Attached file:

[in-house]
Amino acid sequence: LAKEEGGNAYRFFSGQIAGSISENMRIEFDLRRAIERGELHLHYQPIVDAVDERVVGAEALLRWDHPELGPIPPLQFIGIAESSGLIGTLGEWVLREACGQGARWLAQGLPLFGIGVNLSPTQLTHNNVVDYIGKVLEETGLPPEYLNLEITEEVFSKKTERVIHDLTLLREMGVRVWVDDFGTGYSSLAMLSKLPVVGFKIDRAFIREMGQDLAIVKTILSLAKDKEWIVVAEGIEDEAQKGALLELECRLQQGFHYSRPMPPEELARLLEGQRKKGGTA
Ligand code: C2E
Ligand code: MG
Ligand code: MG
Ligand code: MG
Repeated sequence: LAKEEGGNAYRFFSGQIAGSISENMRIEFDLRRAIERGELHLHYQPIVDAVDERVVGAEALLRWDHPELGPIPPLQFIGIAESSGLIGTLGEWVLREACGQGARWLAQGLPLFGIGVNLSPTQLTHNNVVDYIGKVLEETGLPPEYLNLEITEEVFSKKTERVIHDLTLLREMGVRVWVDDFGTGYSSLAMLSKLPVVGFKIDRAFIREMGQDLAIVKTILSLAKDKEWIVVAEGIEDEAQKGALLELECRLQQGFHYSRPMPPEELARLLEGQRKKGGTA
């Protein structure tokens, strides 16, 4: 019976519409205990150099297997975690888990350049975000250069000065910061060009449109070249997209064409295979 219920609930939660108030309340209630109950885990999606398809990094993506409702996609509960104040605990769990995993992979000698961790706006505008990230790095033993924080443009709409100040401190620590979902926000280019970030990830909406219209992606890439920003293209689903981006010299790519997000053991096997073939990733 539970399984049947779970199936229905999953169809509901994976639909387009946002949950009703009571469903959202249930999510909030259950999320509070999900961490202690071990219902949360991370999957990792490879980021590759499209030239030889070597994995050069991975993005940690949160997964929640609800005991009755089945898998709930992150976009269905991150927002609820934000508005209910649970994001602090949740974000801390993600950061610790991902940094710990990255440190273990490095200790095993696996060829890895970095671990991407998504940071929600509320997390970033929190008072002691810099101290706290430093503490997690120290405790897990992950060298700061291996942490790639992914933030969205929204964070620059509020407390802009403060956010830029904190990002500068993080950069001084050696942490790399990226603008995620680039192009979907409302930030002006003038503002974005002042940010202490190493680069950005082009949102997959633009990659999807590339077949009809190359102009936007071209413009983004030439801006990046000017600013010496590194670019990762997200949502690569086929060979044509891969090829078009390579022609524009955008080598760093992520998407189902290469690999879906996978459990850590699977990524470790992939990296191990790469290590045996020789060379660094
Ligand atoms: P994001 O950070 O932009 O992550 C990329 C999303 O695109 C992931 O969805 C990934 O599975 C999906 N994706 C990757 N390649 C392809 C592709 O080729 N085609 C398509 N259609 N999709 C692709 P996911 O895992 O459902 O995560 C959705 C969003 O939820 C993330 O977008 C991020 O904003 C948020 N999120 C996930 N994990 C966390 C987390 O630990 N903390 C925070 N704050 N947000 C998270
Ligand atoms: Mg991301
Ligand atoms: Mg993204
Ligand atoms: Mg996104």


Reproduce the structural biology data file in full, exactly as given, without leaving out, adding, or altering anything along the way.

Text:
[in-house]
Amino acid sequence: LAKEEGGNAYRFFSGQIAGSISENMRIEFDLRRAIERGELHLHYQPIVDAVDERVVGAEALLRWDHPELGPIPPLQFIGIAESSGLIGTLGEWVLREACGQGARWLAQGLPLFGIGVNLSPTQLTHNNVVDYIGKVLEETGLPPEYLNLEITEEVFSKKTERVIHDLTLLREMGVRVWVDDFGTGYSSLAMLSKLPVVGFKIDRAFIREMGQDLAIVKTILSLAKDKEWIVVAEGIEDEAQKGALLELECRLQQGFHYSRPMPPEELARLLEGQRKKGGTA
Ligand code: C2E
Ligand code: MG
Ligand code: MG
Ligand code: MG
Repeated sequence: LAKEEGGNAYRFFSGQIAGSISENMRIEFDLRRAIERGELHLHYQPIVDAVDERVVGAEALLRWDHPELGPIPPLQFIGIAESSGLIGTLGEWVLREACGQGARWLAQGLPLFGIGVNLSPTQLTHNNVVDYIGKVLEETGLPPEYLNLEITEEVFSKKTERVIHDLTLLREMGVRVWVDDFGTGYSSLAMLSKLPVVGFKIDRAFIREMGQDLAIVKTILSLAKDKEWIVVAEGIEDEAQKGALLELECRLQQGFHYSRPMPPEELARLLEGQRKKGGTA
């Protein structure tokens, strides 16, 4: 019976519409205990150099297997975690888990350049975000250069000065910061060009449109070249997209064409295979 219920609930939660108030309340209630109950885990999606398809990094993506409702996609509960104040605990769990995993992979000698961790706006505008990230790095033993924080443009709409100040401190620590979902926000280019970030990830909406219209992606890439920003293209689903981006010299790519997000053991096997073939990733 539970399984049947779970199936229905999953169809509901994976639909387009946002949950009703009571469903959202249930999510909030259950999320509070999900961490202690071990219902949360991370999957990792490879980021590759499209030239030889070597994995050069991975993005940690949160997964929640609800005991009755089945898998709930992150976009269905991150927002609820934000508005209910649970994001602090949740974000801390993600950061610790991902940094710990990255440190273990490095200790095993696996060829890895970095671990991407998504940071929600509320997390970033929190008072002691810099101290706290430093503490997690120290405790897990992950060298700061291996942490790639992914933030969205929204964070620059509020407390802009403060956010830029904190990002500068993080950069001084050696942490790399990226603008995620680039192009979907409302930030002006003038503002974005002042940010202490190493680069950005082009949102997959633009990659999807590339077949009809190359102009936007071209413009983004030439801006990046000017600013010496590194670019990762997200949502690569086929060979044509891969090829078009390579022609524009955008080598760093992520998407189902290469690999879906996978459990850590699977990524470790992939990296191990790469290590045996020789060379660094
Ligand atoms: P994001 O950070 O932009 O992550 C990329 C999303 O695109 C992931 O969805 C990934 O599975 C999906 N994706 C990757 N390649 C392809 C592709 O080729 N085609 C398509 N259609 N999709 C692709 P996911 O895992 O459902 O995560 C959705 C969003 O939820 C993330 O977008 C991020 O904003 C948020 N999120 C996930 N994990 C966390 C987390 O630990 N903390 C925070 N704050 N947000 C998270
Ligand atoms: Mg991301
Ligand atoms: Mg993204
Ligand atoms: Mg996104």